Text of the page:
The best version of oneself always appears reflected in others, in their qualities and ideas. Parallel worlds, changed by time, and made different by life, that sooner or later touch each other, and draw common parables.
At least for a while.
The first time it was "the others" who brought out the passion, determination and competitiveness in me, I was just a child.
In the cold winter of Livigno, my father had decided to let me try cross-country skiing. I was an alpine skier, and I felt like an alpine skier. At that time there wasn't the wide choice that there is today on doing sport. The course I was enrolled in was one of those organized by the school, and if it had been up to me, one lesson would have been enough.
It was devastating. Not only was it exhausting in an absolute sense, but for me, it was even more exhausting than the others, which seemed to glide lightly on the tip of the snow.
Last, at the bottom, detached from everyone: I came home well convinced never to do it again.
But my parents had already paid for the whole package of lessons and so, those weird, tight, heel-free skis, me, I would have to put them on again. And so, it was the group that pulled me along, awakening something that was already mine, even if I didn't know it yet. I didn't want to be far from the best, trudging along at the back.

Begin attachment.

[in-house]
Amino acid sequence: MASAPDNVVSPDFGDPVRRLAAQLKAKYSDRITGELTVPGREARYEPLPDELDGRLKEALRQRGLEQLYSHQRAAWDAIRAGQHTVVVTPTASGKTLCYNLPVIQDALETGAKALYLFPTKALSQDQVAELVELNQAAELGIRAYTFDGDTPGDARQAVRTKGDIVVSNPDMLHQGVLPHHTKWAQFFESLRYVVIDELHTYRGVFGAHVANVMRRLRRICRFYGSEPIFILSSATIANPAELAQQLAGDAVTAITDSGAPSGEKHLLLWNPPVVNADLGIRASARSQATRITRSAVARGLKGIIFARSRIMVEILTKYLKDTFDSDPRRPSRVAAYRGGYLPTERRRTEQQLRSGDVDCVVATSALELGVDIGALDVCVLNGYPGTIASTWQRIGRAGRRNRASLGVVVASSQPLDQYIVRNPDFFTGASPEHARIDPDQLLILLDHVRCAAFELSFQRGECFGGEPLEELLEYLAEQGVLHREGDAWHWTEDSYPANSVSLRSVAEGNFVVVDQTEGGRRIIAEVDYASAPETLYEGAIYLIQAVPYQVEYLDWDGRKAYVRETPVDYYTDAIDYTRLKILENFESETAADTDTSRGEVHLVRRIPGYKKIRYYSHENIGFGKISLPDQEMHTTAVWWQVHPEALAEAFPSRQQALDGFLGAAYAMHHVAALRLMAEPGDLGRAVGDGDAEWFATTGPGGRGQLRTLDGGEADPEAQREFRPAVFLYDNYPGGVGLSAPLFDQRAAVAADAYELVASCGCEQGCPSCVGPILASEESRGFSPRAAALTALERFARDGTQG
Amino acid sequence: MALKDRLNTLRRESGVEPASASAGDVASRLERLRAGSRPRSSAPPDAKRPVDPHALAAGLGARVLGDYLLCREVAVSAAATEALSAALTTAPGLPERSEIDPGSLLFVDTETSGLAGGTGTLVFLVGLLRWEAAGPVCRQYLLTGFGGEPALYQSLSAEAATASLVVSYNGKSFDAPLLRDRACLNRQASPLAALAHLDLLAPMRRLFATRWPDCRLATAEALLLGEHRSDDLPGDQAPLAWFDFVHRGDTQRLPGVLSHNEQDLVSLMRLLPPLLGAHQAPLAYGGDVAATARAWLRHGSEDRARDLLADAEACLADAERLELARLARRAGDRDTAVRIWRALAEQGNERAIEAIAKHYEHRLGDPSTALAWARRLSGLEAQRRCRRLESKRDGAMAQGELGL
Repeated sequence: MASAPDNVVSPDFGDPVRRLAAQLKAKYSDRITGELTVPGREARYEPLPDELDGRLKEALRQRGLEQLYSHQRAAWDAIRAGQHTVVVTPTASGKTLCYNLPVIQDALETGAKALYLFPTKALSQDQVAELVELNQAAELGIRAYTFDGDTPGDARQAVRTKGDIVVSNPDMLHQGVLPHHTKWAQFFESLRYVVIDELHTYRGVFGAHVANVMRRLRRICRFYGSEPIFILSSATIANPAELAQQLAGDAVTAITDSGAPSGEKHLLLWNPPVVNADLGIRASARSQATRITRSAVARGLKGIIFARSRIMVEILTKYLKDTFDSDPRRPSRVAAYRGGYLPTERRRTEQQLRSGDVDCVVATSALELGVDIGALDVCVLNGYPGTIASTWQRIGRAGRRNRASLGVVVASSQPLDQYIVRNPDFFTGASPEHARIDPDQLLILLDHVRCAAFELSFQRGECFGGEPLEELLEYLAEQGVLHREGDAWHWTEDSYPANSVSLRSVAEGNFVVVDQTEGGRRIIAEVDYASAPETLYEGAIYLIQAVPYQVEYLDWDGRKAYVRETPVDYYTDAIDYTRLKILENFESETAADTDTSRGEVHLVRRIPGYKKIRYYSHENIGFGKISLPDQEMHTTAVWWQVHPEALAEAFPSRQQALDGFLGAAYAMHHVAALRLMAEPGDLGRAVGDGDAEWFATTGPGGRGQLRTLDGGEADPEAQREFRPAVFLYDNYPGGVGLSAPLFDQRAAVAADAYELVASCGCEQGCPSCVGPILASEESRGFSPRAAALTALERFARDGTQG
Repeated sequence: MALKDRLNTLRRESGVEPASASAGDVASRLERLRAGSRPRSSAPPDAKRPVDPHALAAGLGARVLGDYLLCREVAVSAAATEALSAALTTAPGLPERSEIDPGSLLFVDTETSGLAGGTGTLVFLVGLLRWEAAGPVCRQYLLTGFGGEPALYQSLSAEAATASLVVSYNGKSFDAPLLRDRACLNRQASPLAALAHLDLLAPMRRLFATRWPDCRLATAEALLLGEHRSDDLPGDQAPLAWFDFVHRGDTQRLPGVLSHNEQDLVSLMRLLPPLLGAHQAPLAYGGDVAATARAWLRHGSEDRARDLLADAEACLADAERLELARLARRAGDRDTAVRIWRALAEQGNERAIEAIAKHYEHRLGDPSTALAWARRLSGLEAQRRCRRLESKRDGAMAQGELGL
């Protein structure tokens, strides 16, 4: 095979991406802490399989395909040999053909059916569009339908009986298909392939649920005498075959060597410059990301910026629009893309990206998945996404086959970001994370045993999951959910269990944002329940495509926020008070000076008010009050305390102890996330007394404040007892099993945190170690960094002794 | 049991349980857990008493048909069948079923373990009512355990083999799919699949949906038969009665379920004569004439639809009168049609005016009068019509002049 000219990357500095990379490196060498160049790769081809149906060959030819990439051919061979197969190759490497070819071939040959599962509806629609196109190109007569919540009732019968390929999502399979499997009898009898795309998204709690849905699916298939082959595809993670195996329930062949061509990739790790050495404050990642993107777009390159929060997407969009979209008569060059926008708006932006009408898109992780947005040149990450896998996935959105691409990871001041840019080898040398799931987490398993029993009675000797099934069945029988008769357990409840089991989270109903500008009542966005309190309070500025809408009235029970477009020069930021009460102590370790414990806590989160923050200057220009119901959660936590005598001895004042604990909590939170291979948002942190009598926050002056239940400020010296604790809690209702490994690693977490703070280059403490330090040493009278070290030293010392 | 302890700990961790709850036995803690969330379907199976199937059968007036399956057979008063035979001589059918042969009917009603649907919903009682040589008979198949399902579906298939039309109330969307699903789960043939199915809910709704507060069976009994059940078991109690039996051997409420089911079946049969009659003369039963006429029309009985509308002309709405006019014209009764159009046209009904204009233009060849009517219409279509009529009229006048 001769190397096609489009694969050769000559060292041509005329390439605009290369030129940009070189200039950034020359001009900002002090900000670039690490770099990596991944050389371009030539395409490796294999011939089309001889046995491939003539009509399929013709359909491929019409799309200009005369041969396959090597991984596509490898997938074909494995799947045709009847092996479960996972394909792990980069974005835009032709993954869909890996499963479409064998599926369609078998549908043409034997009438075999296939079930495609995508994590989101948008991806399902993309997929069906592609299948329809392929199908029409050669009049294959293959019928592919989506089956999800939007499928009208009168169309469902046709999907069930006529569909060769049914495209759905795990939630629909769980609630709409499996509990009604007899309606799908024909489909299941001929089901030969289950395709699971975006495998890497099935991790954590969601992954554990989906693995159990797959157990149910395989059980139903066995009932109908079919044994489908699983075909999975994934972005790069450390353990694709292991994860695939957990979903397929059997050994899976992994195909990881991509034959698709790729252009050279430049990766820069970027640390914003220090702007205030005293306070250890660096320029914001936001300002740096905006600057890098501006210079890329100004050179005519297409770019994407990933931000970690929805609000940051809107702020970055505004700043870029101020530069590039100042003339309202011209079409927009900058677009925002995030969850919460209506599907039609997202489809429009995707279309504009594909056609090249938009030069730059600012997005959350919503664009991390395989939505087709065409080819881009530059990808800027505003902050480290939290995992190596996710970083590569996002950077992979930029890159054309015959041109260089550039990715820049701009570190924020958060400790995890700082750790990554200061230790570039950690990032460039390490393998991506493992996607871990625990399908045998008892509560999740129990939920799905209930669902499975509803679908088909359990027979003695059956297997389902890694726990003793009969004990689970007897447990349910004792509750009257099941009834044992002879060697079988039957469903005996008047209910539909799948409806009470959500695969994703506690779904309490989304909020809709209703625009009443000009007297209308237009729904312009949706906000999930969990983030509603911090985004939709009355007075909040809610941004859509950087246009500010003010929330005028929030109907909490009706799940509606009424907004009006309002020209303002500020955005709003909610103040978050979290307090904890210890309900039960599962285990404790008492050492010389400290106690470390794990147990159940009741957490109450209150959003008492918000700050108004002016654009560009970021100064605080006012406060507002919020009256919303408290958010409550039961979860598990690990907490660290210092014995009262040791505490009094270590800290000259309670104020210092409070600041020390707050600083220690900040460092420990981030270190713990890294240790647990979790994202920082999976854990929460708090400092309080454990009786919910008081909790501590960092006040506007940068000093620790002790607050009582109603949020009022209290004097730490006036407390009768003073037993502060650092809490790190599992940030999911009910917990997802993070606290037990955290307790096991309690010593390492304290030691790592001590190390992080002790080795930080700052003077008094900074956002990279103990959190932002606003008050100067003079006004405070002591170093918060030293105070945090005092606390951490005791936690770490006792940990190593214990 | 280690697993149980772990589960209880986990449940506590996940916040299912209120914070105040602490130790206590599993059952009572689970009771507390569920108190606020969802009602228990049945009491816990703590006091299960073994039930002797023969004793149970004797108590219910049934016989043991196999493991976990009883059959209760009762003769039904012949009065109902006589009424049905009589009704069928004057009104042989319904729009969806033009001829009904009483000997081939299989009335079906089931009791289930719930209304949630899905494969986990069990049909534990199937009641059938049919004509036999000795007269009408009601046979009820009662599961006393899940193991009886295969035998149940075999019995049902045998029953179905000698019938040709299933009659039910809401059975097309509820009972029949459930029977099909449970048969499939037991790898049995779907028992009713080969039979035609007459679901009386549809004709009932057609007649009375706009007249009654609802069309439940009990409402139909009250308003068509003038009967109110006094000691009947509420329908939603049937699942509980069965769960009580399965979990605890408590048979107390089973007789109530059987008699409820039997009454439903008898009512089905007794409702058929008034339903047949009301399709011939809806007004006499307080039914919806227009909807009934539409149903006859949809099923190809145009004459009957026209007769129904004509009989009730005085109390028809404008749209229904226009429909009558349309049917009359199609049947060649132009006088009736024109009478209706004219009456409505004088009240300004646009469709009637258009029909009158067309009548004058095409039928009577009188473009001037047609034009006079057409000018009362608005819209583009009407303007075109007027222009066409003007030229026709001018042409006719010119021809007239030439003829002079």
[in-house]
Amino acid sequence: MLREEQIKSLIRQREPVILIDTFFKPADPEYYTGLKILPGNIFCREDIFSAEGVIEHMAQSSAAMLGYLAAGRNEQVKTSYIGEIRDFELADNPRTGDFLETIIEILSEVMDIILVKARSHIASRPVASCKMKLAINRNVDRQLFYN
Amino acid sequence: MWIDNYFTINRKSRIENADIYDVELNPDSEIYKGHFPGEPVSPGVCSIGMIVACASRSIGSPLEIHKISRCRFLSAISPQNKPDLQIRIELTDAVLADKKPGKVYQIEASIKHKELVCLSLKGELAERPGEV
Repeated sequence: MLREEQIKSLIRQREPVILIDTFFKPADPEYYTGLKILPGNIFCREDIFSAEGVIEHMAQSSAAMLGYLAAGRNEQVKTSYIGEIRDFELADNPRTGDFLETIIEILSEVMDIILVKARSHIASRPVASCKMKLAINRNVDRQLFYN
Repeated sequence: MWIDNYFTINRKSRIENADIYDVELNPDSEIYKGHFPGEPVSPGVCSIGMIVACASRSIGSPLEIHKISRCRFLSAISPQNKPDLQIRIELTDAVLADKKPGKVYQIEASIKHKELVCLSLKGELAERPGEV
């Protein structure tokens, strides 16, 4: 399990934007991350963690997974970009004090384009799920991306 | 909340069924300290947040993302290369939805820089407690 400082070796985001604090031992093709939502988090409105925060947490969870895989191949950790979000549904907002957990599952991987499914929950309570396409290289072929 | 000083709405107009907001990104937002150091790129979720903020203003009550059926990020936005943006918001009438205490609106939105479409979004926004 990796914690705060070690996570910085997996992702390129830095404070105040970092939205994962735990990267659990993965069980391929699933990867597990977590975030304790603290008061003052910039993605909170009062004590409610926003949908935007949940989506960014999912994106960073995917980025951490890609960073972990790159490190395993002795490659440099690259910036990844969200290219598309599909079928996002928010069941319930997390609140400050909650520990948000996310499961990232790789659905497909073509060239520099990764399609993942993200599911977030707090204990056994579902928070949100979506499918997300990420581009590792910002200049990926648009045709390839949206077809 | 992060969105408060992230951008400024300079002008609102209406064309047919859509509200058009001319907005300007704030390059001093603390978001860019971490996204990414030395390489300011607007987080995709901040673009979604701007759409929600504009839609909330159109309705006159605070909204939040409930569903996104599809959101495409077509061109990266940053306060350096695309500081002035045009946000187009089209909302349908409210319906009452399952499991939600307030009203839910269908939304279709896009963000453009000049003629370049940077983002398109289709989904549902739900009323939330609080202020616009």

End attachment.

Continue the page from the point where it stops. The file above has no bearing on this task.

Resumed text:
I wanted to arrive, to reach the first ones.
And ski with them.
Day after day, they made me fall in love with cross-country skiing, making me see that even within the fatigue the game exists, it exists indeed. We created routes, challenges, threw the ball around, all with skis firmly on my feet, which became an extension of my body.
The second time I mirrored myself in someone, to discover something about myself, was just a few years later, when I had to move to attend high school. To those who don't know the mountains it might seem strange, but often at these latitudes, between hairpin bends and passes to climb, distances are multiplied by two.
When I arrived at boarding school, even though I wasn't that far from home as the crow flies, everything was distant, starting with my ski team.
The boys and girls who had infected me with a passion for cross country were gone, and I had to start all over again. I thought about quitting, as would happen to me other times in my career, but thankfully I didn't, except for the last one.